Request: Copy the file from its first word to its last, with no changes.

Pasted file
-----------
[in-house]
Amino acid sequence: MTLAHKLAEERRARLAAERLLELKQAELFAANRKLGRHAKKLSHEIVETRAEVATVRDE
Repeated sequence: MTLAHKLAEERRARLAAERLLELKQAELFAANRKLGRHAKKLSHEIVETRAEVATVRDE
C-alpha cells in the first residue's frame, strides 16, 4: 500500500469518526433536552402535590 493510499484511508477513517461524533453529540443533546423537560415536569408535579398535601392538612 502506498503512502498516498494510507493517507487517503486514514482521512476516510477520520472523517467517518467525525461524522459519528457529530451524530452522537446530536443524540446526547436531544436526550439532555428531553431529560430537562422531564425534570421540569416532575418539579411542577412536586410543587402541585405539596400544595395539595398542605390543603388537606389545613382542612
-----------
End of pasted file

[in-house]
Amino acid sequence: MTLAHKLAEERRARLAAERLLELKQAELFAANRKLGRHAKKLSHEIVETRAEVATVRDE
Repeated sequence: MTLAHKLAEERRARLAAERLLELKQAELFAANRKLGRHAKKLSHEIVETRAEVATVRDE
C-alpha cells in the first residue's frame, strides 16, 4: 500500500469518526433536552402535590 493510499484511508477513517461524533453529540443533546423537560415536569408535579398535601392538612 502506498503512502498516498494510507493517507487517503486514514482521512476516510477520520472523517467517518467525525461524522459519528457529530451524530452522537446530536443524540446526547436531544436526550439532555428531553431529560430537562422531564425534570421540569416532575418539579411542577412536586410543587402541585405539596400544595395539595398542605390543603388537606389545613382542612